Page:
As Alexander is starting to tell another story, her server steps up to the table and speaks to her in Spanish. Alexander responds in his language.
After her server walks away, she says she didn’t speak Spanish until she became a Realtor – even though she was born in El Salvador.
“I have a weird story,” she submits.
Alexander’s history is more complicated than weird, though. She was born to a Salvadoran mother and a German father, the latter of whom raised her and her younger sister alone until they were 10 and 9. At that time, her father’s sister and her husband adopted the girls and brought them to Houston, Texas.
Having lived to that point in a German community, Alexander spoke no English and very little Spanish. However, regular viewings of “Sesame Street” and “Mr. Roger’s Neighborhood” taught her English and enabled her to quickly advance through the lower grades.
Alexander began her long and winding work history at the age of 15 with a summer job delivering printouts to computer programmers at Pennzoil, where her father worked as an executive.
Dad also had a hand in sending Alexander to Sam Houston State University in Huntsville, Texas, where he insisted she study accounting. Claiming she’s “the farthest thing imaginable from an accountant,” she switched majors to elementary education and then speech communications after Pennzoil transferred her father to Bogota, Colombia.
Alexander was one semester away from earning her undergraduate degree when she decided to marry. Disagreeing with her choice of husband, her father cut off her financing, cutting her education short.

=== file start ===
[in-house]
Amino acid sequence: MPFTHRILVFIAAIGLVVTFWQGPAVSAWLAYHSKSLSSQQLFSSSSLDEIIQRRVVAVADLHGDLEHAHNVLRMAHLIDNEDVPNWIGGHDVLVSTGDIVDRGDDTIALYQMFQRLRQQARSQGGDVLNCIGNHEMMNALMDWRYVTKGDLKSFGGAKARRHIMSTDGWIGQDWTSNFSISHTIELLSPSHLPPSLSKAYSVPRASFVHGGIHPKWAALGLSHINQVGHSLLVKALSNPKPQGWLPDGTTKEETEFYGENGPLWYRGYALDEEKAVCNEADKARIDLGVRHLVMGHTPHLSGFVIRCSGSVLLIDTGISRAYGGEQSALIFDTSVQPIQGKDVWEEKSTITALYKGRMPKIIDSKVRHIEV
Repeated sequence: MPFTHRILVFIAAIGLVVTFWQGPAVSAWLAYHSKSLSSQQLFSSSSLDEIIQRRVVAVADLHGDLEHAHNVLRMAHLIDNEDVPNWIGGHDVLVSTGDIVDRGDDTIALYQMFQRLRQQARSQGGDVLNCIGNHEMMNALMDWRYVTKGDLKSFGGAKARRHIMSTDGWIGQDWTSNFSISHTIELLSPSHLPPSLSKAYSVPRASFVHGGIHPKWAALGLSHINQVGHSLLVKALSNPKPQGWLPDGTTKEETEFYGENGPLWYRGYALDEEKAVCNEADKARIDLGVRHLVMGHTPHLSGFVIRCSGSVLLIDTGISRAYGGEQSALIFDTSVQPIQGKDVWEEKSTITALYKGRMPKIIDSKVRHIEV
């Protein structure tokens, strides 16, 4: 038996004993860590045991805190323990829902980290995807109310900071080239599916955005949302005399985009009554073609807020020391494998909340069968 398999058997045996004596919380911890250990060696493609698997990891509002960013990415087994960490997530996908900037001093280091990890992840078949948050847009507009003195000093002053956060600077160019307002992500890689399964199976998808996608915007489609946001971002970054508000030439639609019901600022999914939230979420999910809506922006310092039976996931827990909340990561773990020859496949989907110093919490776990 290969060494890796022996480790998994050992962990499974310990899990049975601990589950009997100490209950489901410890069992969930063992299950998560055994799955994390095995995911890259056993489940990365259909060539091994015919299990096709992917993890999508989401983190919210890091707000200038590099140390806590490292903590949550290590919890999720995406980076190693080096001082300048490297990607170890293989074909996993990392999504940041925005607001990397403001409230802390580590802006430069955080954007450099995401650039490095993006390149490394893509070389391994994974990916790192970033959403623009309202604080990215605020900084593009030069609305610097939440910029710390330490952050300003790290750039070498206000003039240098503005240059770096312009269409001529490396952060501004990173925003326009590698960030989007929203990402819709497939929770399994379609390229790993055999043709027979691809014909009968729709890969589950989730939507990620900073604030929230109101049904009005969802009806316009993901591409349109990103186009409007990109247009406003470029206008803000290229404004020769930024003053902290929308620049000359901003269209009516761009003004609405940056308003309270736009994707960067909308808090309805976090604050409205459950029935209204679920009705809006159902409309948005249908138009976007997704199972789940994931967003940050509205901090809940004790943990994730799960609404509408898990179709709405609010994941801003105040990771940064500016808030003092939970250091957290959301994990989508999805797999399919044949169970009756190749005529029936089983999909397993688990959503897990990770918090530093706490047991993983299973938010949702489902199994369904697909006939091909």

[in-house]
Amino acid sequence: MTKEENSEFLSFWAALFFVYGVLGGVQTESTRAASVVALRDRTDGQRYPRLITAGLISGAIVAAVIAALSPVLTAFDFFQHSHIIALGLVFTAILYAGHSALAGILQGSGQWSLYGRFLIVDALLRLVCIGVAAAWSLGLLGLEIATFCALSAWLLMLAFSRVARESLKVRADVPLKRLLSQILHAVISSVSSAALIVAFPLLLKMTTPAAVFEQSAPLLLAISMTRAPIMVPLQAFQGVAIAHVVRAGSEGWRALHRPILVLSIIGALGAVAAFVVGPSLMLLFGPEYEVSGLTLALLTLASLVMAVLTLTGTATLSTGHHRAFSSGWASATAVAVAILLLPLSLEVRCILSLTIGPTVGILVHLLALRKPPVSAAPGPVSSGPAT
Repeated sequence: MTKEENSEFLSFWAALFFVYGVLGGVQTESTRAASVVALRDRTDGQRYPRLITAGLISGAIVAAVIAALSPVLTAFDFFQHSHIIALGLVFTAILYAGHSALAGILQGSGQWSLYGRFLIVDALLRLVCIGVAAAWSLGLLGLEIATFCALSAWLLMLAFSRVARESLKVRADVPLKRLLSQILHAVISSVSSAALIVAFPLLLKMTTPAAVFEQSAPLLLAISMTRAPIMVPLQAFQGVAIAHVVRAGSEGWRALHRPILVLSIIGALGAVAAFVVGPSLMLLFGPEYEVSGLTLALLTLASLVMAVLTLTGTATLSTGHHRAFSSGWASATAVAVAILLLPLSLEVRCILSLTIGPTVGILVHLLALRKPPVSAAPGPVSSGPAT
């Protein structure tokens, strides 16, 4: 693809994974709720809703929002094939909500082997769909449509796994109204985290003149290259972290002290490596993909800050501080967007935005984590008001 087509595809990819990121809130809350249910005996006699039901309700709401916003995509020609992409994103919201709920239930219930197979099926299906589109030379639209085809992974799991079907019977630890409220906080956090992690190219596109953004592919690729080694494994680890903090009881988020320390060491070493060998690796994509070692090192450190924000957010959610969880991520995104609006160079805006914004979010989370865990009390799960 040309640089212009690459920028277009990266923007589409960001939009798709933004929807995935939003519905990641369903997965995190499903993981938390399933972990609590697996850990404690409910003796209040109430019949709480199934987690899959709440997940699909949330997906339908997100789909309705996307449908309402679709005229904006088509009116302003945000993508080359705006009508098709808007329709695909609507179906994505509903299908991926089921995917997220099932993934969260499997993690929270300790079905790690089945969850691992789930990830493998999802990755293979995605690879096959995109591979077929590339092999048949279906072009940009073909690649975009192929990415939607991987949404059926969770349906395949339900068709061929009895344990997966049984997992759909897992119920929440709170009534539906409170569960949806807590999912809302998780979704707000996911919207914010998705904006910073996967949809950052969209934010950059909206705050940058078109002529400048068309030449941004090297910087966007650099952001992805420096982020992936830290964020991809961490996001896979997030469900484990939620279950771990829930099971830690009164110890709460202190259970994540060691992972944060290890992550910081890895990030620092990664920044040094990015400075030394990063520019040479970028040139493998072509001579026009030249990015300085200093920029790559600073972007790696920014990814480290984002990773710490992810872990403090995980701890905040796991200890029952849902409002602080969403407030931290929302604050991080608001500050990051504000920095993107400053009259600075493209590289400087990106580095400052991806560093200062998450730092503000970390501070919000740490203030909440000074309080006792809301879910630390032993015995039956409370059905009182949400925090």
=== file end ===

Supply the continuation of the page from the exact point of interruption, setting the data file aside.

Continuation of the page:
“The jokes on him, though, because I’ve been married to the same wonderful man and my best friend for 36 years,” she says, referring to Danny Alexander, the senior aquarist at the Tennessee Aquarium.
At this point, Alexander launches into an extensive account of the many jobs she held as she and her husband moved back and forth between Texas and Oklahoma and finally to Tennessee for his work and education.
To keep things interesting, she peppers her stories with amusing anecdotes.
“I was the receptionist for Baker & Taylor Drilling in Amarillo, Texas, when the company decided to sell its drilling side,” she says. “I worked for Max Banks, who was the epitome of the Texas oil man. He had a ten-gallon hat, smoked big cigars and was not a fan of a lot of people. He scared one girl so bad, she peed herself.
“But he liked me, so when Real Petroleum was negotiating to buy his company’s drilling side, he told the owner, Barrett Pierce, he could have any of his employees except me.
“Barrett told Max the only way he would buy the company’s drilling side was if I came with the package. So, I was the bargaining chip in a deal between two oil men.”
While living in Enid, Oklahoma, Alexander worked for attorney Stephen Jones, who would later defend Timothy McVeigh during the Oklahoma City bombing trial.
Alexander says Jones took a liking to her, as well, and when he learned her husband was moving to Chattanooga to study biology at UTC, he joked he would give her two weeks off a year to visit him.
Alexander sums up her work history in Chattanooga, which included several more jobs in various industries, by saying, “Real estate finally came on the heels of everything else.”
Alexander’s Realtor gig has outlasted all her other jobs, although she has swapped brokerages several times. Her current home is Elite Realtors in Ringgold, Georgia, which owner Tracy Lee launched in February to allow agents to work at a small firm with no franchise fees.
Alexander is also serving as the president of the Northwest Georgia Council of Greater Chattanooga Realtors. She says the council’s focus during her tenure has been the education of agents who work in the North Georgia area, including Tennessee-based Realtors who want to learn the state’s policies and procedures.
As the server clears the table, Alexander picks up her phone and loads pictures of her and Danny’s two children, including their son, Micah, a 24-year-old police officer, and their daughter, Tess, a 20-year-old student at the University of Alabama.
Alexander also loads a photo of Danny sitting in a car Micah gave him. Looking less like she’s sharing a juicy bit of gossip and more like a proud mother, she leans forward and says, “Let me tell you that story.”